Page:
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TIED_NODES_TO_SURFACE vs _OFFSET vs _CONSTRAINED_OFFET

    • Jacob Ellis
      Subscriber

      My understanding is that TIED_NODES_TO_SURFACE is a constraint based formulation. Adding _OFFSET to they keyword makes it a penalty formulation. And that adding CONSTRAINED_OFFSET makes it once again a constraint based formulation? This is quite confusing...  Is this true? If so, what's different between TIED_NODES_TO_SURFACE and TIED_NODES_TO_SURFACE_CONSTRAINED_OFFSET?

      And for a non-technical question, if anyone knows, what is the historical reason for the word "OFFSET" implying penalty based.

    • Ram Gopisetti
      Ansys Employee

      Hi Jacob, 

      Have an read on the artiel posted in the follwing link 

      https://www.dynasupport.com/howtos/contact/tied-tied-offset-and-tiebreak-contacts

      cheers, ram 

    • Andreas Koutras
      Ansys Employee

      Hi Jacob,

      To add to the previous response,  a non-OFFSET tied contact will project the slave nodes on the master surface during initialization and thereby change the initial geometry (no element stresses are introduced by this procedure). Instead, any tied contact with the OFFSET designation appearing in its keyword name will maintain any initial offsets (i.e. gaps) existing in the mesh between the tied nodes and the master surface without perturbing the initial geometry.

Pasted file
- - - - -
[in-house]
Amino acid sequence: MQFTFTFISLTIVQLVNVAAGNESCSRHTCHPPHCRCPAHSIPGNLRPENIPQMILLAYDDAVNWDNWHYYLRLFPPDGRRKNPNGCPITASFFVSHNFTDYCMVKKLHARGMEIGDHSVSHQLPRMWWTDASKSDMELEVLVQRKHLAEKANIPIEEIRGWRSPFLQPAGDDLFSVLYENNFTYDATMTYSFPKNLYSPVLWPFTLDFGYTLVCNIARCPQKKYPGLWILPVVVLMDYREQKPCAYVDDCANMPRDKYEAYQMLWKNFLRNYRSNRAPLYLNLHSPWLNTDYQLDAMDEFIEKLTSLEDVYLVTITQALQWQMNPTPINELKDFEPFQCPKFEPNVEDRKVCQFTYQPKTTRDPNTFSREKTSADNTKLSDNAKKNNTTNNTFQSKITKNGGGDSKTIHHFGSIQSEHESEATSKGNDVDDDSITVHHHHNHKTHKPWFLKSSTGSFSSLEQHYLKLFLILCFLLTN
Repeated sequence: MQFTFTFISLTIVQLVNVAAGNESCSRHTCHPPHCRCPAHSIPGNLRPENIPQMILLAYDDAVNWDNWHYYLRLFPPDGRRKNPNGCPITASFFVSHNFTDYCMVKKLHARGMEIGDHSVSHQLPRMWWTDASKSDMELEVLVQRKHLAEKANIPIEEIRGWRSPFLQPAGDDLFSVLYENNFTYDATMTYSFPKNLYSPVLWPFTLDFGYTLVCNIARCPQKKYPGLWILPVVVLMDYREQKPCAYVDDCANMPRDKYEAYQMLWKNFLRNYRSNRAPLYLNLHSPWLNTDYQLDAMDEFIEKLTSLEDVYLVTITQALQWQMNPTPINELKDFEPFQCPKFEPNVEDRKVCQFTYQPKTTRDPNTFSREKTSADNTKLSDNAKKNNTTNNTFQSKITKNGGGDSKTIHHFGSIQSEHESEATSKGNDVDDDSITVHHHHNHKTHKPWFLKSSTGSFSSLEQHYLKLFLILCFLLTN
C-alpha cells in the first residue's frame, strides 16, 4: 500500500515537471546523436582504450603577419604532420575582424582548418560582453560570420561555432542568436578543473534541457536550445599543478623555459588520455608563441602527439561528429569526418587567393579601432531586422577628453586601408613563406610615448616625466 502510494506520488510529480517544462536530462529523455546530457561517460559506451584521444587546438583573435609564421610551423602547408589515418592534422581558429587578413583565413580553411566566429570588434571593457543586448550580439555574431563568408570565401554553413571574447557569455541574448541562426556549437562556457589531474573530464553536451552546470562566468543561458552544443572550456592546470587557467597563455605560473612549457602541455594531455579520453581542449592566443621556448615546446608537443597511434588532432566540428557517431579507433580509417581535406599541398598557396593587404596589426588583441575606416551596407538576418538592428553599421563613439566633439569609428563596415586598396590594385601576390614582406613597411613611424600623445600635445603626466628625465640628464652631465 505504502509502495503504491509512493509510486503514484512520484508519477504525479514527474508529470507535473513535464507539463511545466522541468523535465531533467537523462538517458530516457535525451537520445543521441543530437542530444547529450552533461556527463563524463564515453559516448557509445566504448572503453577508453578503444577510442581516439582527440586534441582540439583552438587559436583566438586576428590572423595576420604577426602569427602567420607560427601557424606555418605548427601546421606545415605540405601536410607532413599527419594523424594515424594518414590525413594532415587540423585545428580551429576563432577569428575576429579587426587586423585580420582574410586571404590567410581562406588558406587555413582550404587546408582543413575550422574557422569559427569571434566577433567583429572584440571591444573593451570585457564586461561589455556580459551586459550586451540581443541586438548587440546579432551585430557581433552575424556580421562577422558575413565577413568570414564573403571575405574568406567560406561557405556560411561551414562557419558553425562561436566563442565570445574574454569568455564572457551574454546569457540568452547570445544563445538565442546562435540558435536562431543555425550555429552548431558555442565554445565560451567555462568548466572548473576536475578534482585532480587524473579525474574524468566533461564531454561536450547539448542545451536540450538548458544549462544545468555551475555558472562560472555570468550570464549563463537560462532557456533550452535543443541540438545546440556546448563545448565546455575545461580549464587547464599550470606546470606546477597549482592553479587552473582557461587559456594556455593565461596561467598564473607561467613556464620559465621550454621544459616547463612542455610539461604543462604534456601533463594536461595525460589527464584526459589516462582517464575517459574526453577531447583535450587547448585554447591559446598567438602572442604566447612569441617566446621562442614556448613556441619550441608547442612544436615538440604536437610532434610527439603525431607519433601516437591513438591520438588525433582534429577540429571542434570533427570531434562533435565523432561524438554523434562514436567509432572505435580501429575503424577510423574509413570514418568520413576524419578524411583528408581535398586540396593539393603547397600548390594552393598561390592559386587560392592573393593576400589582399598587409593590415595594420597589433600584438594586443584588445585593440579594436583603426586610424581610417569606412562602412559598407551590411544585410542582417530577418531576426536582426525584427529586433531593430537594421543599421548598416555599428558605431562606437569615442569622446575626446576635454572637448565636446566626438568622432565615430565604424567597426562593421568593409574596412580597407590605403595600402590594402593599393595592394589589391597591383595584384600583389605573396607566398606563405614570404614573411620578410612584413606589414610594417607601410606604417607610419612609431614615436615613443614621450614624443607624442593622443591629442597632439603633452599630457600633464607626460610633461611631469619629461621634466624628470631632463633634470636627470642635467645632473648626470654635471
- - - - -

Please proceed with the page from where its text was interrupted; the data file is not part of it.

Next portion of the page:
• Jacob Ellis
      Subscriber

      Thanks, Ram.

      Andreas, by changing the geometry do you mean the element volume (and therefore mass, moment of inertia) etc are changed?

    • Andreas Koutras
      Ansys Employee

      Hi Jacob, in non-OFFSET tied contacts, if there is any initial penetration or initial gap, the tied nodes will be move onto to the master surface during initialization. Indeed, this will change the volume, and thereby mass, of the elements attached to those slave nodes. However, any unintentional initial penetrations or gaps existing in the mesh should be small from the first place, thereby the change in the initial coordinates of the slave nodes will be minimal. To avoid this, you can either use an OFFSET tied contact (penatly-based) or a CONSTRAINED_OFFSET tied contact (constraint-based). 

       

    • Jacob Ellis
      Subscriber

      Ah! That clears things up perfectly. _CONSTRAINED_OFFSET is used when there is a gap, you wish to use a constraint based formulation, and you wish to not change the element volume artificially. Perfect!

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